Tracing Twitter’s Impact on Ebola Response

How well does Twitter represent public perceptions and behavior in a public health crisis?

Researchers at Kent State University are conducting a National Science Foundation (NSF)-funded study of what social media activity on Twitter reveals about perceptions of last October’s Ebola scare on campus and how perceptions influenced behavior.

By comparing Twitter messages with responses from an online and a telephone survey of the Kent State community and people in the surrounding area, the researchers will better understand the role of social media in reflecting and influencing public perception and behavior in a crisis.

What the researchers learn will help inform public health officials in responding to future threats. The study is one of the first of its kind to evaluate the use of social media data in risk communication during public health events as they unfold.

While Twitter data are increasingly being mined by social scientists, the data’s validity as a research tool has not been firmly established. The Kent State study is designed to determine if behavioral responses align with social media comments. If so, it would validate the use of social media to predict behavior. 

Gleaning Data from 40 Million Tweets

The Kent State team is led by principal investigator Eric Shook, assistant professor of geography in the College of Arts and Sciences and director of the High Performance Computing and GIS Laboratory.

Shook, who has a computer science background, is gathering data from 40 million tweets, including those sent during the October 2014 Ebola scare. He will compare this information with 4,300 responses the researchers received in an October 2014 online survey of all Kent State faculty, students and staff.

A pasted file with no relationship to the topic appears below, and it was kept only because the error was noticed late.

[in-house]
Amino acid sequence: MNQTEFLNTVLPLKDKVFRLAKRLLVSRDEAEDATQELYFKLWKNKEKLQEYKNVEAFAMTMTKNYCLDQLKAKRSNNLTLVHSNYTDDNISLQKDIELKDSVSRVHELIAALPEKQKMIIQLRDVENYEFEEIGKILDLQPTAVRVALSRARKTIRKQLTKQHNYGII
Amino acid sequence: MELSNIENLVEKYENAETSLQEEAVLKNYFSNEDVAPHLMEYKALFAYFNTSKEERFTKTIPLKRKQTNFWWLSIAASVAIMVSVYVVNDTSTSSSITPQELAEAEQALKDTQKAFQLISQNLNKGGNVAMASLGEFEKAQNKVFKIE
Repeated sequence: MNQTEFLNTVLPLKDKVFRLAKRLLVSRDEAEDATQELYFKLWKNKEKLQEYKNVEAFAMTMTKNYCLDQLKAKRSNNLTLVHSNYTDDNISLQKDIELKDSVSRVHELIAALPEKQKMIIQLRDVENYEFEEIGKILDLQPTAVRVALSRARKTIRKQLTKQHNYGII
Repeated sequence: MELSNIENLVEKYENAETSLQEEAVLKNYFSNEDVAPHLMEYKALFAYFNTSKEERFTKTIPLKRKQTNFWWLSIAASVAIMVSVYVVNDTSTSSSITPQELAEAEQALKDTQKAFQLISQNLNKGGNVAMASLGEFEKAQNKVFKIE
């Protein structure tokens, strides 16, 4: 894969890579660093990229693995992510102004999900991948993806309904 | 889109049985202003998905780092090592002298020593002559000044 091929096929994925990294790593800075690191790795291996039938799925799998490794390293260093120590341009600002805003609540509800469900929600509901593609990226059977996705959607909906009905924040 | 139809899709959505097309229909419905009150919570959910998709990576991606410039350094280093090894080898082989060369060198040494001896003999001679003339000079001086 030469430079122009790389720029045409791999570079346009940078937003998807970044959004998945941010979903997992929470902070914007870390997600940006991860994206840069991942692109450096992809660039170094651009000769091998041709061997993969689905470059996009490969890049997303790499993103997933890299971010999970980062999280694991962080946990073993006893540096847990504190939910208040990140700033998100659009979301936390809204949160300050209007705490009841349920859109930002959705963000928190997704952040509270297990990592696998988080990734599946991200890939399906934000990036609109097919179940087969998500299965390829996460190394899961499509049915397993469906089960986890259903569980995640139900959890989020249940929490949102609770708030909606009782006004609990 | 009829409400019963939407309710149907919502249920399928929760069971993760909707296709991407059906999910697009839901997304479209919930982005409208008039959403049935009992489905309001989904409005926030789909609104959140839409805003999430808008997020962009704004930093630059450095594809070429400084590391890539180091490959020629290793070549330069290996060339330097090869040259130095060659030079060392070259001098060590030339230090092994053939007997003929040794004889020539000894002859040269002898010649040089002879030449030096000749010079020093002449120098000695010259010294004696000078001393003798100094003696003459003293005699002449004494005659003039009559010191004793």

The research team will conduct a telephone survey of 750 people in the surrounding region, asking them what they knew about Ebola, what risks they perceived and how they changed their behavior in response to news that a Dallas-based nurse who became infected after treating the first Ebola patient in the U.S. had visited with relatives in Ohio who work at Kent State.

The online survey found that people at Kent State sanitized and washed their hands more, avoided crowds and used less public transportation during the scare. 

Twitter usage spiked wildly in the Kent State area on Oct. 15, 2014, Shook said, as news spread about the nurse and Ebola. In Northeast Ohio, tweets about Amber Vinson, the nurse, who later recovered, far outnumbered those about Thomas Eric Duncan, the Ebola patient in Dallas, who later died.

Shook is using algorithms and high-performance computers to sift through the 40 million tweets he purchased from GNIP, a data reseller owned by Twitter. The researchers will examine what was re-tweeted, how often users returned to the subject, and what sources of information, whether valid or inaccurate, they consulted and passed along to others. 

Does a “Real-Time” Response Mirror Surveys?

Twitter data reflect a “real-time” response. Surveys, on the other hand, are by nature historical, occurring after an event, when people have had time to reflect, Shook noted. “Twitter gives us a way to look at the everyday lives of people,” he said.

If Twitter data mirror responses gathered in more traditional surveys, the data could prove to be a valuable research tool and a way to gauge public behavior. Twitter data could be used to build a model to predict how people will respond to an epidemic, for instance.

Shook noted that disease models are built on simplified and often incorrect assumptions. Influenza outbreaks, for example, may prove to be milder than predicted because people change their behavior from what is expected. They might stay home from work when they are not sick in order to avoid contamination, so the outbreak subsides instead of spreading as widely as disease models and health officials expect.

Social media data could provide a window on that type of unanticipated behavior to help health officials respond to a public health epidemic or crisis.

Collaborating on the research are Andrew Curtis, professor of geography and director of the GIS/Health and Hazards Laboratory; Jacqueline Curtis, assistant professor of geography and associate director of the GIS/Health and Hazards Lab; Gregory Gibson, assistant professor of sociology and director of the Survey Research Institute; Anthony Vander Horst, assistant professor of sociology; and Christopher J. Woolverton, professor of Environmental Health Sciences and director of the Center for Public Health Preparedness in the College of Public Health. 

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